After two years of waiting, the people of the Democratic Republic of the Congo have finally been able to vote to elect a new president. The elections of 30 December 2018, which concerned the presidential, legislative and provincial at the same time, were held in relative calm and were hailed by the international community and the United Nations.
President Joseph Kabila, who has been in power since 2001, should have made way two years earlier under the constitution. After laborious negotiations, he finally agreed not to represent himself, unique in the history of the country.
The results of the vote took longer than expected to be published, the Independent National Electoral Commission (CENI) having obviously taken its time in view of the difficulties of a huge country whose technical and financial resources are sorely lacking. This commission is often criticized for not being so “independent” as that regarding the current power. Still, the candidate provisionally elected, pending the final results, is the opponent Félix Tshisekedi, with 38.57% of the vote.
Serious doubts about the results of these elections were issued by the country’s Catholic Church, the National Episcopal Conference of Congo (Cenco), which had sent about 40,000 observers to nearly 8,000 polling stations. These doubts were relayed by France, the European Union, the UN Security Council and as we can imagine, by the unfortunate candidate who was given favorites by polls Martin Fayulu (34.83%). He filed a lawsuit on Friday, January 11, which began to be heard by the Constitutional Court on January 15.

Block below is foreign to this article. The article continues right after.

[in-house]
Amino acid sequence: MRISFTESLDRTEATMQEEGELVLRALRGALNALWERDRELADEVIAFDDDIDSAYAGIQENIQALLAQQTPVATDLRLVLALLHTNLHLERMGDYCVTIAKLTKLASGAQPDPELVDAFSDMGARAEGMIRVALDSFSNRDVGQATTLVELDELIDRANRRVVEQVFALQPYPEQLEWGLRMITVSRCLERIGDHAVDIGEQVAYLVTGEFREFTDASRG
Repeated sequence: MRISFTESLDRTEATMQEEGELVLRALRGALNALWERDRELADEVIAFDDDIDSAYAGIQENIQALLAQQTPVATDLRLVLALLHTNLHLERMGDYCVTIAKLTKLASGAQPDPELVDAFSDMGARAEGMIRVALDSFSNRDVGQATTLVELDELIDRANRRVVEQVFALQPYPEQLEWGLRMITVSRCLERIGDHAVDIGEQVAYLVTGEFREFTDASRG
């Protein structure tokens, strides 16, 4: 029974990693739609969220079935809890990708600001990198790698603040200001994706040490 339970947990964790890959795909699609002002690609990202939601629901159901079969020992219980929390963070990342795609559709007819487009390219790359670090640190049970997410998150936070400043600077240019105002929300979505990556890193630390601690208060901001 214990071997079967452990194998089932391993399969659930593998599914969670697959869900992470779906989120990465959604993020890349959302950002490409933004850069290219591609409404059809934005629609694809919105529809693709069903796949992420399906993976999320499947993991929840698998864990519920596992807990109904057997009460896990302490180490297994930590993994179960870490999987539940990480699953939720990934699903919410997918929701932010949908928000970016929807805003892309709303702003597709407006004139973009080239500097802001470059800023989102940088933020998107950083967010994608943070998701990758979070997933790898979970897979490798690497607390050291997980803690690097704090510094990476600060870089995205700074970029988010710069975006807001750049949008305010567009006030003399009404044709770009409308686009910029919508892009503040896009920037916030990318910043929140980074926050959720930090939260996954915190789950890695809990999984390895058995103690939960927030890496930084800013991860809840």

Félix Tshisekedi is suspected of having an agreement with Kabila to allow him to exercise further control over the institutions and the country until the next election in 2021, when he could again run for office.
The Constitutional Court was expected to announce the final results on January 15, and the new president to take the oath on January 18. These dates have been postponed in the light of current events and the violence that is scattered in certain parts of the country.
A semblance of alternation of power is emerging despite all, the candidate of Mr. Kabila, Emmanuel Ramazani Shadary, having arrived in 3rd position (23.84%), far behind the two main candidates. On the other hand, the results of the legislative ones place largely in the head the current power. The next president will have to govern in cohabitation with an assembly acquired in the outgoing power.
Finally, since December 30, internet and communications (sms) are globally and voluntarily cut across the country, an intolerable violation of human rights.